Heliotherapy has been practised since the days of the early Greeks, and even the great Hippocrates was an advocate of the sun’s healing properties. Far from being dangerous, controlled and moderate exposure to sunlight has numerous benefits that can aid skin, bones and one’s mental mindset. Here are some great reasons to take that seaside vacation idea off the back-burner and start planning today.
What is heliotherapy all about?
The science of heliotherapy is simple and treatment is free; all that is needed is some fresh air and sunshine. It’s a holistic approach to the healing energy of light that has been somewhat forgotten in modern times. It relies on the power of sunlight to regulate Vitamin D levels in order to keep bodies healthier and minds less cluttered.
Get a natural dose of Vitamin D
Vitamin D is crucial to maintaining health, and sunshine is the best way to get a good shot of it. When Vitamin D levels are brought into the optimal range, advantages to the body include lower blood pressure, better-regulated blood sugar, healthier cholesterol levels and a stronger immune system.
Why does the body need it?
Vitamin D regulates the absorption of calcium and phosphorus and is important for the growth and development of bones and teeth. It also aids the immune system and improves resistance against certain diseases. Not getting enough of the sunshine drug can lead to bone and muscular pain, stress fractures and tiredness.
Why not just take a supplement?
Besides the feelgood factor of just soaking up some rays for a while, sunlight provides a vast array of essential minerals. Iron, magnesium, sodium and carbon, among others, are all transmitted in refined form, penetrating the body in an enduring, safe and pleasant way that far outweighs what comes in tablet form.
When to get your heliotherapy
Contrary to what is the norm, heliotherapy advocates get out into the sun (albeit for closely monitored periods) during the sun’s peak hours, around noon. This is the time when UVB exposure is at its highest, as opposed to the morning and late afternoon when UVA is peaking. Unlike UVB, UVA doesn’t help produce Vitamin D through the skin and is also the UV ray associated with melanoma. At noon, you get a balance of both, and the opportunity to get Vitamin D levels up naturally.
Moderation is key
Having a complexion lighter than Snow White doesn’t mean the sun should be constantly avoided. However, those with very fair complexions – or who come from colder, northern regions – should practice additional caution when settling down on a sun-lounger. Ten to fifteen minutes is all that is needed to start topping up Vitamin D levels and, as the body begins to gain a bronze glow, this time can be extended. On the other hand, those with darker complexions may need a bit more than a quarter of an hour before starting to reap the health benefits of the sun’s rays.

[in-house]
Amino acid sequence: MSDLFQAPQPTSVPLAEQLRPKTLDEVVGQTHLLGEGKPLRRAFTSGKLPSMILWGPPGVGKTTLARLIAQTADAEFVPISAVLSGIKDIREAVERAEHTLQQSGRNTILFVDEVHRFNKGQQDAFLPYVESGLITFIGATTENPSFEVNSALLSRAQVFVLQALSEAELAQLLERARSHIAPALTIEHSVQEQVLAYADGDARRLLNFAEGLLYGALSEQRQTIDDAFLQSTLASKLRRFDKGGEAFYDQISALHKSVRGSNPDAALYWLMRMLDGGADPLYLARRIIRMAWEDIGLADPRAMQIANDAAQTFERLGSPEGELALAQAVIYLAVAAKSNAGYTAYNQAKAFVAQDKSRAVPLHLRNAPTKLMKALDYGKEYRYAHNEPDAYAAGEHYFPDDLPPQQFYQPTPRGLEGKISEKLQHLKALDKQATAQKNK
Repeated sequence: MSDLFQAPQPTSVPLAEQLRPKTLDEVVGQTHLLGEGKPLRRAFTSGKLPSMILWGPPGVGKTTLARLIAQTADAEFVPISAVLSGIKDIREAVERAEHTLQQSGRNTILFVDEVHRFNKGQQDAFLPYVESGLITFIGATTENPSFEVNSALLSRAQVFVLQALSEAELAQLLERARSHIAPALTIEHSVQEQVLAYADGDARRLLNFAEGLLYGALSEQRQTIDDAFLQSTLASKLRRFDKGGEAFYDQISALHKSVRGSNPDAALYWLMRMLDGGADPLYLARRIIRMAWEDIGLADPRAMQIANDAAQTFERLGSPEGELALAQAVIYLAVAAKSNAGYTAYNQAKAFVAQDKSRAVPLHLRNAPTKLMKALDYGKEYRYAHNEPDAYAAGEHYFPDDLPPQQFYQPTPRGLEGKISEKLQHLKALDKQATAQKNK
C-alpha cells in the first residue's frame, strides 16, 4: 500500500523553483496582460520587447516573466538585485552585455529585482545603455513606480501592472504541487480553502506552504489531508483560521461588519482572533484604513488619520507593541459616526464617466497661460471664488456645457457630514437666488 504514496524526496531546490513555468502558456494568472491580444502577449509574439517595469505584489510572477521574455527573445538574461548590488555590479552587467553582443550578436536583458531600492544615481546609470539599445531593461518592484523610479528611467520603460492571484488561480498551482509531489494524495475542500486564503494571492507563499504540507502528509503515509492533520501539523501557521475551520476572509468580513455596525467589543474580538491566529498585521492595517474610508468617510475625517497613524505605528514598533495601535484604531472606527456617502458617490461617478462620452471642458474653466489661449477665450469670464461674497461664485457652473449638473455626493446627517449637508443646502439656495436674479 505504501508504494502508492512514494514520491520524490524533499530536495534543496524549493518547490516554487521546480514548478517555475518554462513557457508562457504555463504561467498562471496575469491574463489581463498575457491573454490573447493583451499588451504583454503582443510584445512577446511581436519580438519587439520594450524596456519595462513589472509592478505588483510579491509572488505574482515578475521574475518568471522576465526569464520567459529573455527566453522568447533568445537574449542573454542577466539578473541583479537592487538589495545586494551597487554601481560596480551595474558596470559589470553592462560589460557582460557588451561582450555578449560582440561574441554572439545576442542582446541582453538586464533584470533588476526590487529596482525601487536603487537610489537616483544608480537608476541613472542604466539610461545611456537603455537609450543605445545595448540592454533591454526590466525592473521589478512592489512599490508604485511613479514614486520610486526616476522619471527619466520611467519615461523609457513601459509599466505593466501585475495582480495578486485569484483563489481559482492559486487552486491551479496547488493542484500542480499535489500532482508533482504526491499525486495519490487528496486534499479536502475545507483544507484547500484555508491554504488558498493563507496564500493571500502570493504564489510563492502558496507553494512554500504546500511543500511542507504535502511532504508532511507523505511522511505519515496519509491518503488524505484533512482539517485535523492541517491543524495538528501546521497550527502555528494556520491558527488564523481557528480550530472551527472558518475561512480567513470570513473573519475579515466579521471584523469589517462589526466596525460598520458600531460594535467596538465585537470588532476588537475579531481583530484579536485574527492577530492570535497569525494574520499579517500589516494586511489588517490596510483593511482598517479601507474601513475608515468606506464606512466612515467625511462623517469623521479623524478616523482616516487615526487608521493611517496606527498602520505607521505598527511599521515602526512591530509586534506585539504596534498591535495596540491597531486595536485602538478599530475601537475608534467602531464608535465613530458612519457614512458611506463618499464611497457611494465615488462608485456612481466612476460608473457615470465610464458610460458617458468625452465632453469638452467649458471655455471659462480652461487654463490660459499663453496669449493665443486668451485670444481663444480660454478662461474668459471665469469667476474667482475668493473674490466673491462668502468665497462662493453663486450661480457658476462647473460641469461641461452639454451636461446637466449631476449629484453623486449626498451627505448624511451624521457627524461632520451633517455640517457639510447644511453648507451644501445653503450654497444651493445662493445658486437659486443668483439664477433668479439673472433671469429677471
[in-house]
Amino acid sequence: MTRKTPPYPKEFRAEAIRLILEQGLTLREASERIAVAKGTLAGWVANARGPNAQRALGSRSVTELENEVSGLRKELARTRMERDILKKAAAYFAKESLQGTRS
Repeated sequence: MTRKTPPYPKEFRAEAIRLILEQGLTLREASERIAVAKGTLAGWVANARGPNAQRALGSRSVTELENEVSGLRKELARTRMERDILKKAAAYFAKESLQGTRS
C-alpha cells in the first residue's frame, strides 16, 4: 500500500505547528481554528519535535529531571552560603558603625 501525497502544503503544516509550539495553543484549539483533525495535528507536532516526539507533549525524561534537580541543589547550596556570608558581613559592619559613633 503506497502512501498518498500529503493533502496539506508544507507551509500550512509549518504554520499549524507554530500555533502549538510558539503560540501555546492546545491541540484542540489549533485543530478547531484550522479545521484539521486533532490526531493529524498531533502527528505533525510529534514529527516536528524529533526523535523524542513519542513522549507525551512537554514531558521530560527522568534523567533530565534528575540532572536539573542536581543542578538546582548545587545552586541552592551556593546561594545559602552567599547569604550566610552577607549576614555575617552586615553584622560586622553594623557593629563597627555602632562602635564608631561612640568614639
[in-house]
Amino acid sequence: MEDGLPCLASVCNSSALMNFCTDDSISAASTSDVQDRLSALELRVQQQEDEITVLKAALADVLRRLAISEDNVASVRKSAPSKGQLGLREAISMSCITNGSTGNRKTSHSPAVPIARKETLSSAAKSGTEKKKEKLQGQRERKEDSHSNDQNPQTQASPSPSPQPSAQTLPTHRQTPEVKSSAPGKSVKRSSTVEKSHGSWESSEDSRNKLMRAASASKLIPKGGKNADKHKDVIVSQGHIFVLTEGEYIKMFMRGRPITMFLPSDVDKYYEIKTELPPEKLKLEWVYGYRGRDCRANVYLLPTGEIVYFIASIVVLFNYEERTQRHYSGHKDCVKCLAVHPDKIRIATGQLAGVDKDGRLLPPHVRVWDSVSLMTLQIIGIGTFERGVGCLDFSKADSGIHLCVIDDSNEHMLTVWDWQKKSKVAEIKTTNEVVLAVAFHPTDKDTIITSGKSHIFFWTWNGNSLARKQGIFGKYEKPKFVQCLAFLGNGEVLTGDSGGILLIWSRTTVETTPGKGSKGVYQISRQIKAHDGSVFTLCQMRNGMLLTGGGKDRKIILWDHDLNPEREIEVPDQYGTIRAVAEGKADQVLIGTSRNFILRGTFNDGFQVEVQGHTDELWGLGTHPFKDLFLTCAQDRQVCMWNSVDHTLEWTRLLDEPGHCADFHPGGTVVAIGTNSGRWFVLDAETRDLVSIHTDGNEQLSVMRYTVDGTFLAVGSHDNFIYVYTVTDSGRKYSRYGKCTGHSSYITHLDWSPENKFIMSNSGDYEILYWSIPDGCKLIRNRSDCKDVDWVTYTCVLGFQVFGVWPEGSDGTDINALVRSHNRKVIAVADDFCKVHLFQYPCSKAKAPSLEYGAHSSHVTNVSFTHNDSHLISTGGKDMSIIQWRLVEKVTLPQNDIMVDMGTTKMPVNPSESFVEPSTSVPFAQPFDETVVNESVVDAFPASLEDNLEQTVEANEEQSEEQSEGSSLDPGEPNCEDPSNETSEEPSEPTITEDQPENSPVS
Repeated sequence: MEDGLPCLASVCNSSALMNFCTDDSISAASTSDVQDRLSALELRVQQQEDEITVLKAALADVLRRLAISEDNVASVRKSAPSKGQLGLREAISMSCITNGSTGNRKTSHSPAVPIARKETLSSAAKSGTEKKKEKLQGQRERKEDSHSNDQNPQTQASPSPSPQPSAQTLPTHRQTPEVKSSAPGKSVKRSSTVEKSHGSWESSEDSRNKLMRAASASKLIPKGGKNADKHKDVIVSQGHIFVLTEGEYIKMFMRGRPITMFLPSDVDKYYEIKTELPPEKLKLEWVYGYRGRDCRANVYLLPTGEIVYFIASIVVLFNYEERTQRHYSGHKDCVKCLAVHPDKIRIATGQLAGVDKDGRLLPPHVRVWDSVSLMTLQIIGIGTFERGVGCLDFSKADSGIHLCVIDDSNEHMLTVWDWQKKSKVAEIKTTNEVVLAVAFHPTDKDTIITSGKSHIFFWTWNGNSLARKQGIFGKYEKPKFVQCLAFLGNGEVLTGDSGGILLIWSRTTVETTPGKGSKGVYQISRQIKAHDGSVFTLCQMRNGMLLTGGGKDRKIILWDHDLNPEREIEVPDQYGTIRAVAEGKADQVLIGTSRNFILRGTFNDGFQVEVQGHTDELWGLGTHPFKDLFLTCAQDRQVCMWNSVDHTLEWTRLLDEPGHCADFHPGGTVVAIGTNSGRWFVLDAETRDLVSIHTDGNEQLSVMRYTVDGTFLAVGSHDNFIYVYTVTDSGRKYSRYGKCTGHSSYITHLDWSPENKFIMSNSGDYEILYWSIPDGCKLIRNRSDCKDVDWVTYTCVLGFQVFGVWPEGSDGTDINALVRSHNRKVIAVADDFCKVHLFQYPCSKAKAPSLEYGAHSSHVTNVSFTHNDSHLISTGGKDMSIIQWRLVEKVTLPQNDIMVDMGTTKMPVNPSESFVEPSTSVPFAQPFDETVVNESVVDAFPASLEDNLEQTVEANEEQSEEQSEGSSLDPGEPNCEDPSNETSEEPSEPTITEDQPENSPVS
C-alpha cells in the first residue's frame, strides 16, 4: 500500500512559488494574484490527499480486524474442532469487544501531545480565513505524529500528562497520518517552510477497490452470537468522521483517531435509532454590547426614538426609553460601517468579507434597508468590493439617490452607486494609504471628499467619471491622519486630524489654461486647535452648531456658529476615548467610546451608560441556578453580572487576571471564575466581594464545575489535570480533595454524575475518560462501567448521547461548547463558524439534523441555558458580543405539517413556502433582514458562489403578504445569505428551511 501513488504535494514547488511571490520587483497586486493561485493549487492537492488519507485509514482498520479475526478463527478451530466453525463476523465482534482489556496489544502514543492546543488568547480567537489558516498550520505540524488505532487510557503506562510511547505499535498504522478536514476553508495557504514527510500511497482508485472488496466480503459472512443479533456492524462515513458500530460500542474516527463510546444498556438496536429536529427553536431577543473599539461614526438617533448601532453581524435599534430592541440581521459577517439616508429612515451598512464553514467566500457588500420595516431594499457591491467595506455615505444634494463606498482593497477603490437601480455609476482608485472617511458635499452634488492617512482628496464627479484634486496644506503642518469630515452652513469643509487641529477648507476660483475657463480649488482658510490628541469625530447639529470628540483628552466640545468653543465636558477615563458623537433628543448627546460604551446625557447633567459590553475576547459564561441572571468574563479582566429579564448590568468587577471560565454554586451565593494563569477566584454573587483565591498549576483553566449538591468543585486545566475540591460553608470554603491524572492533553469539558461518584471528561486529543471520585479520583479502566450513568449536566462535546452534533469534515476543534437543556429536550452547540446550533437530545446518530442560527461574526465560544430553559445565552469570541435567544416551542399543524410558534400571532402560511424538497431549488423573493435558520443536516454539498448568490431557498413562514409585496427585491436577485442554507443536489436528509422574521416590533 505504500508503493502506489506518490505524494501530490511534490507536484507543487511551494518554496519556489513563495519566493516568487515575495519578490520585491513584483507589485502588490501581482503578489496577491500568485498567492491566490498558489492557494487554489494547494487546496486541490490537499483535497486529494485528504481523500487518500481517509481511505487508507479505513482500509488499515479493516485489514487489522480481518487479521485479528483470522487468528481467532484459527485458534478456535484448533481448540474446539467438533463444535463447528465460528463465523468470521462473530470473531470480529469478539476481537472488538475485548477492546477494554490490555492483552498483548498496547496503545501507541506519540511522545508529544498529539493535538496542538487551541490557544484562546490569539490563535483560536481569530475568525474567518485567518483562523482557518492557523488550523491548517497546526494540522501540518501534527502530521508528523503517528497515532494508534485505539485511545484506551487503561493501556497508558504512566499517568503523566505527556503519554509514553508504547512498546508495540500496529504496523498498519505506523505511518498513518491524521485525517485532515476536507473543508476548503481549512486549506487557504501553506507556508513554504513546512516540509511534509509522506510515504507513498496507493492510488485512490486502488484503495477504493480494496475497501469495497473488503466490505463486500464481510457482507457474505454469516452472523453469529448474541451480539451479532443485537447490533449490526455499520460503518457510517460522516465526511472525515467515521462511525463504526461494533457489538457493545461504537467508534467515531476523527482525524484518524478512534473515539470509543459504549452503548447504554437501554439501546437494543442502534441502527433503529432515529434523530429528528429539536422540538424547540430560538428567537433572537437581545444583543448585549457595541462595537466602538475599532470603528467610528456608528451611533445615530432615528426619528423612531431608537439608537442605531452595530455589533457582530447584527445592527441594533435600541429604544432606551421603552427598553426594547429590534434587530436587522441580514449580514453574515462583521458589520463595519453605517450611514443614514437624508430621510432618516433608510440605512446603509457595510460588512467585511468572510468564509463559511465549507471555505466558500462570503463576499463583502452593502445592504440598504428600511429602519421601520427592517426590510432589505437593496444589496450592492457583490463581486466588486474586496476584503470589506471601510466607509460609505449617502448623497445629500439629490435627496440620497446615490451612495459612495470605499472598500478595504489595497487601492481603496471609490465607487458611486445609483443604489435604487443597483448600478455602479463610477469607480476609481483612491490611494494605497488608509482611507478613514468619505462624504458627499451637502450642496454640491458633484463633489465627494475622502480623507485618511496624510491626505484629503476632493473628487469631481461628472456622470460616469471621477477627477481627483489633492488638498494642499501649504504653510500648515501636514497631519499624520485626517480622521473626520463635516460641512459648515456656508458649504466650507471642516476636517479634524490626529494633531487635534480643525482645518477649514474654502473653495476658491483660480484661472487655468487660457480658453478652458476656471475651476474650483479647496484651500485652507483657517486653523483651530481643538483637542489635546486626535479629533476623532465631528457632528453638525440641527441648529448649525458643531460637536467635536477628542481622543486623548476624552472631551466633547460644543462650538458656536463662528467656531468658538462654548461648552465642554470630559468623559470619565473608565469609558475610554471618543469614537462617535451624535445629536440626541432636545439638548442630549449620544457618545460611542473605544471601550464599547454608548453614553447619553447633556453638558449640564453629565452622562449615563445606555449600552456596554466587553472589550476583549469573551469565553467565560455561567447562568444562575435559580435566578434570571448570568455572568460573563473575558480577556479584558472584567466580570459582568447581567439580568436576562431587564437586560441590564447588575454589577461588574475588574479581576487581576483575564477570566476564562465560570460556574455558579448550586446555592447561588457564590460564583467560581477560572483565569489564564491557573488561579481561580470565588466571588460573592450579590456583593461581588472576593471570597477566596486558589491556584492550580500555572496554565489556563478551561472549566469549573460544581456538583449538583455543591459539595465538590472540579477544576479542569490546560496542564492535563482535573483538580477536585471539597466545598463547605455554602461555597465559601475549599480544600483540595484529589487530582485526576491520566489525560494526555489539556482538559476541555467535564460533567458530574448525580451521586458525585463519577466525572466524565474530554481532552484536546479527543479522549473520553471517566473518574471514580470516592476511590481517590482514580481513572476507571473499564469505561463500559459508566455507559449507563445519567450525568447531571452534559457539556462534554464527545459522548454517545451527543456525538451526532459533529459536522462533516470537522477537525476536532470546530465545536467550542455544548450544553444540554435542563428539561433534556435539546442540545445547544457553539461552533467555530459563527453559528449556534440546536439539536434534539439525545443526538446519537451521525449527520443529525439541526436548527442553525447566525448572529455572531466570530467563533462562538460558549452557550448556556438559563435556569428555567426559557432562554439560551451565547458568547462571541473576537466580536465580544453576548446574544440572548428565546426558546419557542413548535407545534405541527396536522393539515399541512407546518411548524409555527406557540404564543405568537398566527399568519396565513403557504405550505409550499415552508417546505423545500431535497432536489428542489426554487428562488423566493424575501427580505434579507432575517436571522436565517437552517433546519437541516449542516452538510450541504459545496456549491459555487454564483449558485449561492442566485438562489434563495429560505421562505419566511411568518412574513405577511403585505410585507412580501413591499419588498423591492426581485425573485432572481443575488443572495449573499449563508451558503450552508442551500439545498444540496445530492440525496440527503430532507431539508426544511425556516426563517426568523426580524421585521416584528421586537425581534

The feelgood factor
The flush of a tan, blended with beach sand, seas salt, sun lotion, and the fresh sea air can also have a profound effect on the mind. Vitamin D helps regulate sleep, so don’t be surprised if you feel the need to climb into bed after a day at the beach. Sound and peaceful slumber is within easier reach when the body gets enough sunshine.
Sufficient levels of Vitamin D have also shown to help regulate mood swings and assist in warding off depression, as well as contribute to controlling anxiety.
Have your say
More News Headlines
- Ugandan cows 'to get birth certificates'
- Immigration foils trafficking of 7 girls
- Ghanaian scientists to be profiled at landmark scientific meeting
- 2nd Edition of Driver & Road Safety Awards launched
- Suspend prosecution of Menzgold CEO, help us retrieve cash - Aggrieved customers
- Poly Tank receives second Superbrand award
- Rev. Steve Mensah, CEM to build ‘Ability Village' PWDs
- Autism school nears collapse as ¢200k investment for kids is locked up
- Textbook publishers to be certified by NaCCA
- Afoko pleads not guilty to murder charges
- Sandema SHTS: Student dies after clashes with police
- Concerned old boys of Bishop Herman College raise funds to buy mono-desks
- Prof Bawole appointed Dean of University of Ghana Business School
- An entire family is wiped out a day in road crashes - Report
- Prof Atuguba appointed Dean of University of Ghana School of Law